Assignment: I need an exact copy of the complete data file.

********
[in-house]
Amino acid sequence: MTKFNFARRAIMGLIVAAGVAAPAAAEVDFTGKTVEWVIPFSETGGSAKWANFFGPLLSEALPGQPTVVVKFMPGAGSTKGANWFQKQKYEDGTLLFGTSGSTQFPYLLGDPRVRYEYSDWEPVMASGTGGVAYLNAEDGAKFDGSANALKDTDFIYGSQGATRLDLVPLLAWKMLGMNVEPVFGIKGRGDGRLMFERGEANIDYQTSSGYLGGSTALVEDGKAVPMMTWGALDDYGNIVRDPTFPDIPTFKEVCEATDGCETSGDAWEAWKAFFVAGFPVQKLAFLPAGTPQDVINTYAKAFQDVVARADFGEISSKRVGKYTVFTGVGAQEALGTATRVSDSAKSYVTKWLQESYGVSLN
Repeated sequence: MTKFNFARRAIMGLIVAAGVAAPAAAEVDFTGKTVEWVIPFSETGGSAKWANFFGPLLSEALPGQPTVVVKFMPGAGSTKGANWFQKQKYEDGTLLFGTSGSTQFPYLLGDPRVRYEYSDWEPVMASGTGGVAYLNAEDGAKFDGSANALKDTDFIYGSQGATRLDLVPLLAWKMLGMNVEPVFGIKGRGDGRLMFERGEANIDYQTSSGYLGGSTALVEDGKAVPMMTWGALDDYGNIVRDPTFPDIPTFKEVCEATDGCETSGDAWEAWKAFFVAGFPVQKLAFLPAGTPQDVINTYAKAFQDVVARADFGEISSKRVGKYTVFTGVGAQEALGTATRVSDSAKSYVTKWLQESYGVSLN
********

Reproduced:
[in-house]
Amino acid sequence: MTKFNFARRAIMGLIVAAGVAAPAAAEVDFTGKTVEWVIPFSETGGSAKWANFFGPLLSEALPGQPTVVVKFMPGAGSTKGANWFQKQKYEDGTLLFGTSGSTQFPYLLGDPRVRYEYSDWEPVMASGTGGVAYLNAEDGAKFDGSANALKDTDFIYGSQGATRLDLVPLLAWKMLGMNVEPVFGIKGRGDGRLMFERGEANIDYQTSSGYLGGSTALVEDGKAVPMMTWGALDDYGNIVRDPTFPDIPTFKEVCEATDGCETSGDAWEAWKAFFVAGFPVQKLAFLPAGTPQDVINTYAKAFQDVVARADFGEISSKRVGKYTVFTGVGAQEALGTATRVSDSAKSYVTKWLQESYGVSLN
Repeated sequence: MTKFNFARRAIMGLIVAAGVAAPAAAEVDFTGKTVEWVIPFSETGGSAKWANFFGPLLSEALPGQPTVVVKFMPGAGSTKGANWFQKQKYEDGTLLFGTSGSTQFPYLLGDPRVRYEYSDWEPVMASGTGGVAYLNAEDGAKFDGSANALKDTDFIYGSQGATRLDLVPLLAWKMLGMNVEPVFGIKGRGDGRLMFERGEANIDYQTSSGYLGGSTALVEDGKAVPMMTWGALDDYGNIVRDPTFPDIPTFKEVCEATDGCETSGDAWEAWKAFFVAGFPVQKLAFLPAGTPQDVINTYAKAFQDVVARADFGEISSKRVGKYTVFTGVGAQEALGTATRVSDSAKSYVTKWLQESYGVSLN